As many of us are getting ready for our big Thanksgiving holiday meals, dangerous chemicals may be lurking in our favorite Thanksgiving dishes.
Studies have shown toxic chemicals like phthalates can migrate out of food packaging and get into the food we eat, chemicals that have been linked to birth defects in baby boys and asthma in children.
A recent report by a federal Consumer Product Safety Commission (CPSC) blue ribbon panel identified food to be a significant source of exposure to phthalates. Another study published this past July identified 175 toxic chemicals commonly used in food contact materials.
With great power comes great responsibility.
Kroger is the largest grocery chain in the United States and one of the largest worldwide, with over 3,500 stores and sales of over $98 billion, yet the company doesn’t have a comprehensive public chemicals policy to screen out and eliminate toxic chemicals in their products.
They have the power and a fundamental moral responsibility to ensure products on their store shelves, especially packaged foods, are safe and free of dangerous chemicals.
It’s not just toxic chemicals in food packaging. Many consumer products contain chemicals that have been linked with chronic diseases and health conditions, including cancer, reduced fertility, learning and developmental disabilities, behavioral problems, obesity, and diabetes. Chemicals that are getting into our bodies.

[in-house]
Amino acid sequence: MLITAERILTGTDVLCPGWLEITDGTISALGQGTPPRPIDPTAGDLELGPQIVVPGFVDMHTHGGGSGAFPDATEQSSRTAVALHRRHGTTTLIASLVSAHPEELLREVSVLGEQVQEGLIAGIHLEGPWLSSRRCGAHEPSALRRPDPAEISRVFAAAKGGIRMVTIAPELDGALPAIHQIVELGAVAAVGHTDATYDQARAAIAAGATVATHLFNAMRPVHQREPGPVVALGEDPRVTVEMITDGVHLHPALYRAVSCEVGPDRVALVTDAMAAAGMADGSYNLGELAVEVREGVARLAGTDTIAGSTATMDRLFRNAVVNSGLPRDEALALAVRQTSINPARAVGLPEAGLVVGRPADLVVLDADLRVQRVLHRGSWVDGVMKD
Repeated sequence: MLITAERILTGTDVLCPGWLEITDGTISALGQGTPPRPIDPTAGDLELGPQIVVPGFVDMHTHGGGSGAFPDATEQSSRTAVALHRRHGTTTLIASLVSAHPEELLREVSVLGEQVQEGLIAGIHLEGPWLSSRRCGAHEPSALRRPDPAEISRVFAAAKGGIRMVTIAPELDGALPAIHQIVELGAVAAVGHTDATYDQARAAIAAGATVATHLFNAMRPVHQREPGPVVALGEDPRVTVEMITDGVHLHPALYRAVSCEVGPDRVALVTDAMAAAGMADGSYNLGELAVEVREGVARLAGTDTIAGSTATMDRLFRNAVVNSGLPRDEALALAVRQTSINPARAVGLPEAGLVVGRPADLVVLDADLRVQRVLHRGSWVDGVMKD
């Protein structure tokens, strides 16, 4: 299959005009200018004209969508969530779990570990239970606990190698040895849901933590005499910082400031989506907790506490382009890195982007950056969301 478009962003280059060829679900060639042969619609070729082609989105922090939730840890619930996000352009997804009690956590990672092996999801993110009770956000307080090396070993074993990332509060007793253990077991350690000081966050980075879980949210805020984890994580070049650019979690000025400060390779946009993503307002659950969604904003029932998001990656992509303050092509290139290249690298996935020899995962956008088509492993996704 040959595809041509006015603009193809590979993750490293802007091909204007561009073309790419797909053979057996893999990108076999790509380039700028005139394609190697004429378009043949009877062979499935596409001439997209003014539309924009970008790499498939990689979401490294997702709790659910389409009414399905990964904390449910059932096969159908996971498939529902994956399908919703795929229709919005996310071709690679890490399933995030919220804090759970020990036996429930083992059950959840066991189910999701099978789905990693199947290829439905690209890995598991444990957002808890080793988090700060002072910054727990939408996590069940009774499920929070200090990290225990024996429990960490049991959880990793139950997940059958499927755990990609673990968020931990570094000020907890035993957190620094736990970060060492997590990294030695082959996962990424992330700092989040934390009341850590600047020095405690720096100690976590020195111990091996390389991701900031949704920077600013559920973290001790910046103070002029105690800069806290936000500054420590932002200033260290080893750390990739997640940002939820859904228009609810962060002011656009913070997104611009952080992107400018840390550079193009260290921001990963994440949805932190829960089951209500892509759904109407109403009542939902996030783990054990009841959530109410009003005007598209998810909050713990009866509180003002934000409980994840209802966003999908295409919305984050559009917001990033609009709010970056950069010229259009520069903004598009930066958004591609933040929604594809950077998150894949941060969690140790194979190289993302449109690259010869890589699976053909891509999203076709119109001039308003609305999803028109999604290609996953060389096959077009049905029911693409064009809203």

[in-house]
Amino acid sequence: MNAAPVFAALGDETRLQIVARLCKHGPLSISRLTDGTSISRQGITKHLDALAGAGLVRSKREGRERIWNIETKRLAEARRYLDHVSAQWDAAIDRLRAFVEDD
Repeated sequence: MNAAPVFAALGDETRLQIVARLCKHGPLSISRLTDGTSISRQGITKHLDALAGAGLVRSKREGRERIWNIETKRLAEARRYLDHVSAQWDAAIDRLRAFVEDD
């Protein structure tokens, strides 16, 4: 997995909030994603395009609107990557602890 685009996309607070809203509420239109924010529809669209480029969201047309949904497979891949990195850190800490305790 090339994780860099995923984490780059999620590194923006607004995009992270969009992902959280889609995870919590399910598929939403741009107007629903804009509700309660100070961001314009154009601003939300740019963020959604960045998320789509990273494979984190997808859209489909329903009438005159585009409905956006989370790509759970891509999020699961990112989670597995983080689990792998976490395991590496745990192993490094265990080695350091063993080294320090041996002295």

A recent study found some Kroger children’s Halloween trick or treat bags laced with high levels of bromine, indicating the presence of toxic flame retardants. Kroger has reported selling over 150 products with hazardous chemicals that are harmful to children to the state of Washington. For example they reported selling tableware with formaldehyde, parabens in skin care products, and phthalates in children’s clothing.
Other big retailers like Walmart and Target have developed comprehensive policies to screen out over 1,000 chemicals in products on their store shelves that they are beginning to implement. If they can do it, so can Kroger!
To their credit, Kroger has taken some initial steps to eliminate certain chemicals like bisphenol A (BPA) in canned food, which is a promising first step we hope they can build on. We think Kroger should be a leader on this issue as the biggest grocery retailer in the country. Don’t you?
TAKE ACTION: Tell Kroger: don’t be a turkey this Thanksgiving – we don’t want to be stuffed with toxic chemicals.
Here’s three easy ways you can today:
- Leave a comment on Kroger’s Facebook wall here encouraging them to “Mind the Store” and adopt a comprehensive chemicals policy: https://www.facebook.com/Kroger
- On Twitter? Send them a Tweet @Kroger and be sure to tag #MindTheStore. Here’s a sample message you can send:
.@Kroger – don’t be a turkey this Thanksgiving, I don’t want to be stuffed with toxic chemicals. Will you #MindtheStore? #Kroger
- Send them an e-mail asking them to adopt a chemicals policy. Tell them why this issue matters to you and your family, especially this Holiday season: https://www.kroger.com/customercomments
Together we can send a message this holiday season that toxic chemicals have no place in products for our loved ones.
In the meantime, check out these great tips on avoiding toxic chemicals in food packaging.